Wednesday, June 30, 2010
In less than two weeks, Ashley Owens ‘07, business marketing and ‘10, MBA, agribusiness, will begin the path to a long-awaited career with the U.S. Department of Agriculture (USDA). Owens will receive training as a contract specialist for the U.S. Forest Service, while a participant in the intensive two-year Federal Career Intern Program.
The journey to her desired employment with the agency began with steps she first took while a student at SC State University. According to the Orangeburg native, the educational opportunities the University afforded to her and the employment skills she gained while working for the school’s 1890 Research & Extension Program served as valuable training tools, which helped her land the position.
“I definitely feel blessed to have this opportunity,” exclaimed Owens. “When I learned about USDA, I was determined to do everything possible to position myself as an ideal candidate for a career with USDA. I relentlessly looked for and became involved in opportunities on and off campus that would allow me to acquire the skills, knowledge and abilities necessary to perform at optimal level on any job that I secured.”
Owens was introduced to USDA her freshmen year, when she obtained a student assistant position with 1890 Research, a position she would ultimately hold for six years. Though, initially, she primarily performed clerical duties for the office, the 25-year-old professes the job piqued her interest, particularly USDA’s involvement with the University.
“By working for 1890, I was able to learn about the historical and significant connection between land-grant universities, like SC State, and the USDA,” claimed Owens, referring to USDA’s commitment to providing funding to the nation’s land-grant universities in support of research and programs designed to improve quality of life.
As she matured, 1890 Research administrators and staff increased her level of job responsibilities, allowing her to often handle procurement services under supervision.
“My work experience at 1890 was helpful. I gained knowledge of procurement and administrative procedures, and I picked up customer relation skills. [I believe] that really helped sell me [during job interviews],” asserted Owens.
What also gave her an edge, claims Owens, was the MBA degree she earned. To Owens, the curriculum at SC State makes it a top-notch graduate program.
“There is no doubt in my mind that the MBA program helped me because we had so many highly analytical courses, and the teachers are exceptional,” said Owens.
The former University Scholar and six-year member of the Dean’s List further notes other experiences that helped develop her career profile. Last summer, she held a USDA internship with the Economic Research Service (ERS) in Washington, D.C. At ERS, Owens joined a research project on dairy products and contributed to published literature reviews. Owens was also a member of the business fraternity, Alpha Kappa Psi, and the association for agricultural sciences professionals, Minorities in Agriculture Natural Resources and Related Sciences (MANRRS).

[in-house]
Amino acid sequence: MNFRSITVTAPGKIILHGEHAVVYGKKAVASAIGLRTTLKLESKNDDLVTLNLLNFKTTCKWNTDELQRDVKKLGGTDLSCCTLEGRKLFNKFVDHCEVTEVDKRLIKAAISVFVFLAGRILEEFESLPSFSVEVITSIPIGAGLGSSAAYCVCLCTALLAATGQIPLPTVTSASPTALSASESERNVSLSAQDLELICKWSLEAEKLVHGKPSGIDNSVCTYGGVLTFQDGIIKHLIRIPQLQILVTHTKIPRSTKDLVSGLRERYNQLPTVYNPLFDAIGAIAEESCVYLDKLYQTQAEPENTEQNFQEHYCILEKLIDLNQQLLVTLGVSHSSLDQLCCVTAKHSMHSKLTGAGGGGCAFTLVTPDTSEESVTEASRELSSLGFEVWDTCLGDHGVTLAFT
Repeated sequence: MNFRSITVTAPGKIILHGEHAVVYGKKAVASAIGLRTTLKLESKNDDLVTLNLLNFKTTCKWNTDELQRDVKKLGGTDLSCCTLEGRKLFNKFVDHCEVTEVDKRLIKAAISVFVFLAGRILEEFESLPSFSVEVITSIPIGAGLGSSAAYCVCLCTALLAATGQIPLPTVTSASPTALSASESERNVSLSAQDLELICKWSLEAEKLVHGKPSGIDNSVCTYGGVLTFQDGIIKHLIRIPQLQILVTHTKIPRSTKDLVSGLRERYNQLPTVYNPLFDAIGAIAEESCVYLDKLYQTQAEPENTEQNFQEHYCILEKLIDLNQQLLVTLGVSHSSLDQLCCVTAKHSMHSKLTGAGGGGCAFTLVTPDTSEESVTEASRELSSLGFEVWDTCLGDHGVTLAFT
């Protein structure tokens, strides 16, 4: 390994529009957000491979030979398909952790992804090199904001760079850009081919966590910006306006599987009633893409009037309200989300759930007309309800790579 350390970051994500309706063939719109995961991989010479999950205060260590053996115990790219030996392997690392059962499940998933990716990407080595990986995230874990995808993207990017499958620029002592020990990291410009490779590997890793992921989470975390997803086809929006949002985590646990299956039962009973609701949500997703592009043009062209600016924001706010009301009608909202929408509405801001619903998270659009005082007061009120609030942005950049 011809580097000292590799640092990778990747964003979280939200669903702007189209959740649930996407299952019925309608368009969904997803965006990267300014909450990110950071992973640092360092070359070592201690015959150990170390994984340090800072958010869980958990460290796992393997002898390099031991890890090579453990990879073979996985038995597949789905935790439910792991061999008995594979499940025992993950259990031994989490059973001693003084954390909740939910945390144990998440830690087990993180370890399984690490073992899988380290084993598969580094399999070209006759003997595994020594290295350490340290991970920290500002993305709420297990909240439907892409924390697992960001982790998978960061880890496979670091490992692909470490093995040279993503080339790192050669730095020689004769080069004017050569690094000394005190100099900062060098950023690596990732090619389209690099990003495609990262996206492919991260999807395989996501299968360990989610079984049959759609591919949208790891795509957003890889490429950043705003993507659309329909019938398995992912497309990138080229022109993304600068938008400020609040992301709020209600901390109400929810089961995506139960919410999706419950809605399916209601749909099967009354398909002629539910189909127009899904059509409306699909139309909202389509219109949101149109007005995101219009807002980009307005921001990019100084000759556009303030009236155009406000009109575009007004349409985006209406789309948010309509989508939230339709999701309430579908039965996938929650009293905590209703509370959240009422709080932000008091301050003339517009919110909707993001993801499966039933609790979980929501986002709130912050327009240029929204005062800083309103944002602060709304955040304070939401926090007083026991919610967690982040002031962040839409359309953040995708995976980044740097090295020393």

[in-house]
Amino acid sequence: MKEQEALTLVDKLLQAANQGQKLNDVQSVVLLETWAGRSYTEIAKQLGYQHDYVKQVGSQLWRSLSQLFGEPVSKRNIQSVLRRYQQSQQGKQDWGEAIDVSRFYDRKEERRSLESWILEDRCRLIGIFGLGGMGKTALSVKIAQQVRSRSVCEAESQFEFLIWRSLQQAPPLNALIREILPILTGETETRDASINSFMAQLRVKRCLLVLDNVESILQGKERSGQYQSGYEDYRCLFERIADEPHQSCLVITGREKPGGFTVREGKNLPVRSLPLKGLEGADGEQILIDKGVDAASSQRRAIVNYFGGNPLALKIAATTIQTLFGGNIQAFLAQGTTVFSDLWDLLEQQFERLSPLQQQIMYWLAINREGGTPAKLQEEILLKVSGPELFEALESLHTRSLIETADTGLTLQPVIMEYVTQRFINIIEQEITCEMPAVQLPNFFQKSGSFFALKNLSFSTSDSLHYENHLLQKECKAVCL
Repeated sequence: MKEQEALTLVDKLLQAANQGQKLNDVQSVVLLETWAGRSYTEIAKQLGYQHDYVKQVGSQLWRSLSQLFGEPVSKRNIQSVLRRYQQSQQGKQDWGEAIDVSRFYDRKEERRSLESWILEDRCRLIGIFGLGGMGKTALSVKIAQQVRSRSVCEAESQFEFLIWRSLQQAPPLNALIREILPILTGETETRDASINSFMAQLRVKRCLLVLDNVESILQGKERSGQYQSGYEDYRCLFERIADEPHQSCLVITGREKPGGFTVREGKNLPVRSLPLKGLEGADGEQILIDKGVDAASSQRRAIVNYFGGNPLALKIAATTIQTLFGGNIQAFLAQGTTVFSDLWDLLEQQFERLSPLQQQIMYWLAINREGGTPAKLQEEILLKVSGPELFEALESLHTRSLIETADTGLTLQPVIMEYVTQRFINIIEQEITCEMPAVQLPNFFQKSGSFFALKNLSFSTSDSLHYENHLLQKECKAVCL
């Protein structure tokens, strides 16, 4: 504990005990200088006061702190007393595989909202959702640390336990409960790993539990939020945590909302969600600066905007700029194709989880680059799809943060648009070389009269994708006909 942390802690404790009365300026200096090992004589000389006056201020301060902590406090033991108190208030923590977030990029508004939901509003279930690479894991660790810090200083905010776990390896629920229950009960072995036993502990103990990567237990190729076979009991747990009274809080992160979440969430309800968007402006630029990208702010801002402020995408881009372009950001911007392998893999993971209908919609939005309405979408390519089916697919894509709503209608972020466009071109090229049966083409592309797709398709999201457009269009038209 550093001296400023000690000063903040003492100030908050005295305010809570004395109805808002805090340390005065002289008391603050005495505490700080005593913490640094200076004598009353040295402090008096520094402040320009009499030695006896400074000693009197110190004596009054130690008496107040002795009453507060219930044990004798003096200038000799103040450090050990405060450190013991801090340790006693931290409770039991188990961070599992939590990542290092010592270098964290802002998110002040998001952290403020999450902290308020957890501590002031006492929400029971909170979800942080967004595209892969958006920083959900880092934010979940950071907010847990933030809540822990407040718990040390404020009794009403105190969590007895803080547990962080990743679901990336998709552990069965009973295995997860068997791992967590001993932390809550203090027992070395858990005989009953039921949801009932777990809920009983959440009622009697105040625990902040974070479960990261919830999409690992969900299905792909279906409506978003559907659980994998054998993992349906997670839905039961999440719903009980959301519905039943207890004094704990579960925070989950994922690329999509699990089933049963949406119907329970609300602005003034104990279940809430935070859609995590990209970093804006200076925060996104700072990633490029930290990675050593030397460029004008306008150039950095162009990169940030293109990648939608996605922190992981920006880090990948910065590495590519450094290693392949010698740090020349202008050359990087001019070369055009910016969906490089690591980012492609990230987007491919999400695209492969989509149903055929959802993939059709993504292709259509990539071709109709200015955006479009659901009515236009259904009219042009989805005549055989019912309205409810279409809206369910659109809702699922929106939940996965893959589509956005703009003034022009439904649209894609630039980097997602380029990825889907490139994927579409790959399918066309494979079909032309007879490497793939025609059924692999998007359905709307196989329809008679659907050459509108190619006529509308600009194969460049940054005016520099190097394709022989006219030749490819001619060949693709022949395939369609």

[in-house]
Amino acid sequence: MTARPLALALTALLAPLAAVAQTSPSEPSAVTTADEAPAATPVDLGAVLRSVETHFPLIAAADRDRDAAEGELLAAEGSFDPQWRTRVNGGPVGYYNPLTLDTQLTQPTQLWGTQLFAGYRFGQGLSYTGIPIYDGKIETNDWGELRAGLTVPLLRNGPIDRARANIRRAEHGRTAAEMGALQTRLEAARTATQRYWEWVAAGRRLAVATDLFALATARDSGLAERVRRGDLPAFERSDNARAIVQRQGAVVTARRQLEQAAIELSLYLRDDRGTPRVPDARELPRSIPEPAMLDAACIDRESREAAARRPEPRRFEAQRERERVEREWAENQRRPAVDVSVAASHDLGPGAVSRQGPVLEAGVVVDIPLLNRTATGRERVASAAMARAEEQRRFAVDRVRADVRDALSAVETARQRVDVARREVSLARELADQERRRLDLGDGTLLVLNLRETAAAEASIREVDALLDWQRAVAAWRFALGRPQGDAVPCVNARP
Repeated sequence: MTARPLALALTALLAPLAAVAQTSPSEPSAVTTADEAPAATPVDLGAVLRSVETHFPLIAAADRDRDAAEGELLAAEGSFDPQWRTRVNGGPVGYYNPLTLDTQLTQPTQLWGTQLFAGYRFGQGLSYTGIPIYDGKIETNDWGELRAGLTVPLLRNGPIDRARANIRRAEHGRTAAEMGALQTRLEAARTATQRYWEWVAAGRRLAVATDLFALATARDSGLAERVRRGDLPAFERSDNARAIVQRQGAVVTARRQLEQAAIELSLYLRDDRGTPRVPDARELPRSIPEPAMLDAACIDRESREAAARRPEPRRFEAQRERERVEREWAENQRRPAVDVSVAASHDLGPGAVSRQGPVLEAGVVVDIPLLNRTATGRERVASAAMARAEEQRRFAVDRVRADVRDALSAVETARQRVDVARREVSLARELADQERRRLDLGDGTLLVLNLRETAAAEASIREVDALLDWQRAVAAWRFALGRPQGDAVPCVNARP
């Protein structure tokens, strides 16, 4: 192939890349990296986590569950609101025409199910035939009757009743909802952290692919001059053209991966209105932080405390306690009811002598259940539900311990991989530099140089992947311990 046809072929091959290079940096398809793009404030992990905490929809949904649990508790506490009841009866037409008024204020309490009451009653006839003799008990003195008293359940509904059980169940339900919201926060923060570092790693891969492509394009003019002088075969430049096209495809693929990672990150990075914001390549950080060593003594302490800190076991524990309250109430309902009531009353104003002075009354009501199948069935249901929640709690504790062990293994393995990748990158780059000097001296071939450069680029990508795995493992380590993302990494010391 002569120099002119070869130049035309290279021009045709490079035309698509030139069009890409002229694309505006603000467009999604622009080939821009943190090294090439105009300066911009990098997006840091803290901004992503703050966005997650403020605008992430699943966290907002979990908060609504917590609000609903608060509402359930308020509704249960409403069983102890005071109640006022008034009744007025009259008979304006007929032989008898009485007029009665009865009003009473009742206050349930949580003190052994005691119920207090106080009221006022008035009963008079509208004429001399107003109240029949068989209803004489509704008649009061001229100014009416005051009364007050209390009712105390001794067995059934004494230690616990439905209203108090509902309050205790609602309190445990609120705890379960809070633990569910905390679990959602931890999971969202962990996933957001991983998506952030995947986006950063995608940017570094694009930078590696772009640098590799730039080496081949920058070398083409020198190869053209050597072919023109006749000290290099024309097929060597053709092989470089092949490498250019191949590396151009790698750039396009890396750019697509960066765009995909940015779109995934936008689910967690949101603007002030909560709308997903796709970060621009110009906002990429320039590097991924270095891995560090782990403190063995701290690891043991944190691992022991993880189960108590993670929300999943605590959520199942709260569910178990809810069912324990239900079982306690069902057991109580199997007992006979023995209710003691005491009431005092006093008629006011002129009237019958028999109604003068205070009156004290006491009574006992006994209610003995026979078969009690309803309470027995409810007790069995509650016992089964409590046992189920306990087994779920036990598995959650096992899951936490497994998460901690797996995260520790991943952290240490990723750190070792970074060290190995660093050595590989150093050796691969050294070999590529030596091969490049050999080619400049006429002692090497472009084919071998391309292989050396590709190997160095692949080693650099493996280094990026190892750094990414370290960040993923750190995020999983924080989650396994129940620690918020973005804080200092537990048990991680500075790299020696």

It was through MANRRS that Owens was able to secure a position with the USDA. In March of this year, Owens and additional SC State students attended an annual MANRRS conference in Orlando, Fla. With a gleaming smile, confidence and resume in hand, Owens careened from one interview to another. One of the on-site interviews was with the head of acquisitions and management for the Forest Service’s Pacific Northwest region, who, at the conclusion of the interview, asked Owens to do a second interview over the phone. Four weeks after the second interview, employers offered Owens the job. She will begin employment with the U.S. Forest Service on July 6 at the Wenatchee, Wash. regional office.
“We are extremely delighted for Ashley, and wish her the best as she pursues a career with the U.S. Department of Agriculture and the U.S. Forest Service,” said 1890 Research Administrator Dr. Louis Whitesides ‘94. “Ashley exemplifies the caliber of future leaders, which SC State produces through its exceptional academic programs, career development opportunities and civic engagements,” he continued.
The 1890 Research & Extension Program employs and accepts volunteers of university students who study an array of disciplines such as chemistry, business, English and education. The selected individuals work positions that range from research assistants to camp counselors to program assistants.
For student employment or volunteer opportunities with 1890 Research, contact (803) 536-8971 or 1890 Extension at (803) 536-8460.